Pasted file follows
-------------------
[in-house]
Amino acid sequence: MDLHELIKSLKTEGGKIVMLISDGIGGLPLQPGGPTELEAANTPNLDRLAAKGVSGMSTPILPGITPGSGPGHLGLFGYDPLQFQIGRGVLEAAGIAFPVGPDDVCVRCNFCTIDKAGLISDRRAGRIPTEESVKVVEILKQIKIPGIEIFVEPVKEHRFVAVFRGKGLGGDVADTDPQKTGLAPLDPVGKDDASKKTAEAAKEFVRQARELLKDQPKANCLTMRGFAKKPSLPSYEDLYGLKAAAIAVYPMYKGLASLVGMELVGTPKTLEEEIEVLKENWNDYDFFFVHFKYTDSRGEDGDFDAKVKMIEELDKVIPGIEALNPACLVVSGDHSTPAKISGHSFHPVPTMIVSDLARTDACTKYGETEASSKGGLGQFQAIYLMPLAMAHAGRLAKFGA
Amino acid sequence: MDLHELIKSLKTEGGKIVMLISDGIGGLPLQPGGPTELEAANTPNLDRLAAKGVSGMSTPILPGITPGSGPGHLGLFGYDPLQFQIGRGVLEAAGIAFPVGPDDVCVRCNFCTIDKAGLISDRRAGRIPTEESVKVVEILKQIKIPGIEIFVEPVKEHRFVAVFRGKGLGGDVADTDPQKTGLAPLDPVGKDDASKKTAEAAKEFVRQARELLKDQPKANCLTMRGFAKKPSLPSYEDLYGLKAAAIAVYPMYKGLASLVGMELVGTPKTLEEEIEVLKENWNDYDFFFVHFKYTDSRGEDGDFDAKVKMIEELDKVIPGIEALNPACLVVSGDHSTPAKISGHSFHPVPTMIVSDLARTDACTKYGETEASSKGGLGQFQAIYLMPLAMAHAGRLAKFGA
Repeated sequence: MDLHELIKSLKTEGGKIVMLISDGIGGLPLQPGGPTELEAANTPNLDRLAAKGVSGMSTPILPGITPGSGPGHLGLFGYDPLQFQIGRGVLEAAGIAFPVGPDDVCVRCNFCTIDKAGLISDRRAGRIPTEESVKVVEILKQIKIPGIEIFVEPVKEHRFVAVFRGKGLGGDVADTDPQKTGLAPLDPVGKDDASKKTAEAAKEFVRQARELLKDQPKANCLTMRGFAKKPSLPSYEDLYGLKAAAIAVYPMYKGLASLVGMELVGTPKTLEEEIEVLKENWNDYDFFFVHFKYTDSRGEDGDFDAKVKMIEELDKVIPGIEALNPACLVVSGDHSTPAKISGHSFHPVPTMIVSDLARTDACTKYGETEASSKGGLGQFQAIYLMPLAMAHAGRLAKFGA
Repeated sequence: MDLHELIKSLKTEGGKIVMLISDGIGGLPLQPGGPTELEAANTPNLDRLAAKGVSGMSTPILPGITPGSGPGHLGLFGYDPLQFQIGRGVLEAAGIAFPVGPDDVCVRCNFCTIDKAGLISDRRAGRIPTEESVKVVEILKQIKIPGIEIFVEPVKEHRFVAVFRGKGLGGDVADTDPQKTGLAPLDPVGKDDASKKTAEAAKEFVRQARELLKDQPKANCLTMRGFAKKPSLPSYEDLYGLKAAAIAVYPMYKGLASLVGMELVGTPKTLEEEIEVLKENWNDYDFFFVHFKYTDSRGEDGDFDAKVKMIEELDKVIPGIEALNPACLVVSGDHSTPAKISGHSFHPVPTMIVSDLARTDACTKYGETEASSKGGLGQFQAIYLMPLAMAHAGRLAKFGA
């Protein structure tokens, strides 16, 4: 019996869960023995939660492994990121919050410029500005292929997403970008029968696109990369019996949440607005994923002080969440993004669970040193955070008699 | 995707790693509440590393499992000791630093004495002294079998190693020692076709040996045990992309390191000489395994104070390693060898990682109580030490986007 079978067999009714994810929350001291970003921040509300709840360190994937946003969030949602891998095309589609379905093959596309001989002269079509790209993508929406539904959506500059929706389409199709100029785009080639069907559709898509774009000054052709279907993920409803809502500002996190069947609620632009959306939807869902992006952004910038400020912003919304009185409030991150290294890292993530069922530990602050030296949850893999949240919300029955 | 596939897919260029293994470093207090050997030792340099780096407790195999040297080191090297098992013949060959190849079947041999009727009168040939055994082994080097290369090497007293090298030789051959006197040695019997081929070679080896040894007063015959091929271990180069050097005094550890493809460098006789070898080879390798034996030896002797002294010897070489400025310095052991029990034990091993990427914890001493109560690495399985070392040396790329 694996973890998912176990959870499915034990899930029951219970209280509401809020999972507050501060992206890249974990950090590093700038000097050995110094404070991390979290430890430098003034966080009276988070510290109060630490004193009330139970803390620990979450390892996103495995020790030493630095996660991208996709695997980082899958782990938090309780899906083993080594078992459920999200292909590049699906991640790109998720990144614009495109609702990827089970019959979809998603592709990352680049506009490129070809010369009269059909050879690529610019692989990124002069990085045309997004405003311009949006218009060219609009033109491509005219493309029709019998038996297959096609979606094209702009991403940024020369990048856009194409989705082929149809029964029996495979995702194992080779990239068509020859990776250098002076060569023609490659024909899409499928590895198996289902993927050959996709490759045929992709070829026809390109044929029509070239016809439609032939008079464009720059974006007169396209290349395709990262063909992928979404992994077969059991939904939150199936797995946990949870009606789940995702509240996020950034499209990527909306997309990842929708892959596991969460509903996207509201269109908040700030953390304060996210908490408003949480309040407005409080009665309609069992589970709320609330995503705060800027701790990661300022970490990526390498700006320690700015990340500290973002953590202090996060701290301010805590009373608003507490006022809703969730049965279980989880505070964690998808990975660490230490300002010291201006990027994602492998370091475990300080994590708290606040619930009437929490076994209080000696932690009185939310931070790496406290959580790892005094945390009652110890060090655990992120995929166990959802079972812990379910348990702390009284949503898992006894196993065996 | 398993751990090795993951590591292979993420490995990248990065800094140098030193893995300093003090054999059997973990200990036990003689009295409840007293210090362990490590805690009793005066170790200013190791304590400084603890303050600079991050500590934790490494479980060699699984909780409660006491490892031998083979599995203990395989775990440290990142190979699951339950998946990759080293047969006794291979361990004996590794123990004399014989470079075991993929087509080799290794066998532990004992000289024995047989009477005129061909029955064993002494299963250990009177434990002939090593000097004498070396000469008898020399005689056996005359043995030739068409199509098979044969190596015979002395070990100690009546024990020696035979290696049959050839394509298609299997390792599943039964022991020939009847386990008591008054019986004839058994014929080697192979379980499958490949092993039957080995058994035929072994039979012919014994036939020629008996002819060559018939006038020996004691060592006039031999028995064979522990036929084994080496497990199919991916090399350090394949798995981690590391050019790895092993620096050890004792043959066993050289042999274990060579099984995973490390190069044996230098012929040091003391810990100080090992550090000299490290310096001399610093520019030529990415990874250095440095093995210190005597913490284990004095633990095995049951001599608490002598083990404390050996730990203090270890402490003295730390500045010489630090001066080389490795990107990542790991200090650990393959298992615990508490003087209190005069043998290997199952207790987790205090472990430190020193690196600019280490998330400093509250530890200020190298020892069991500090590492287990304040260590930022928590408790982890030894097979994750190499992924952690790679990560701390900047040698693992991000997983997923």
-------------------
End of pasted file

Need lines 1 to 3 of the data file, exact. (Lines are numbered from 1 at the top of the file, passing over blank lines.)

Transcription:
[in-house]
Amino acid sequence: MDLHELIKSLKTEGGKIVMLISDGIGGLPLQPGGPTELEAANTPNLDRLAAKGVSGMSTPILPGITPGSGPGHLGLFGYDPLQFQIGRGVLEAAGIAFPVGPDDVCVRCNFCTIDKAGLISDRRAGRIPTEESVKVVEILKQIKIPGIEIFVEPVKEHRFVAVFRGKGLGGDVADTDPQKTGLAPLDPVGKDDASKKTAEAAKEFVRQARELLKDQPKANCLTMRGFAKKPSLPSYEDLYGLKAAAIAVYPMYKGLASLVGMELVGTPKTLEEEIEVLKENWNDYDFFFVHFKYTDSRGEDGDFDAKVKMIEELDKVIPGIEALNPACLVVSGDHSTPAKISGHSFHPVPTMIVSDLARTDACTKYGETEASSKGGLGQFQAIYLMPLAMAHAGRLAKFGA
Amino acid sequence: MDLHELIKSLKTEGGKIVMLISDGIGGLPLQPGGPTELEAANTPNLDRLAAKGVSGMSTPILPGITPGSGPGHLGLFGYDPLQFQIGRGVLEAAGIAFPVGPDDVCVRCNFCTIDKAGLISDRRAGRIPTEESVKVVEILKQIKIPGIEIFVEPVKEHRFVAVFRGKGLGGDVADTDPQKTGLAPLDPVGKDDASKKTAEAAKEFVRQARELLKDQPKANCLTMRGFAKKPSLPSYEDLYGLKAAAIAVYPMYKGLASLVGMELVGTPKTLEEEIEVLKENWNDYDFFFVHFKYTDSRGEDGDFDAKVKMIEELDKVIPGIEALNPACLVVSGDHSTPAKISGHSFHPVPTMIVSDLARTDACTKYGETEASSKGGLGQFQAIYLMPLAMAHAGRLAKFGA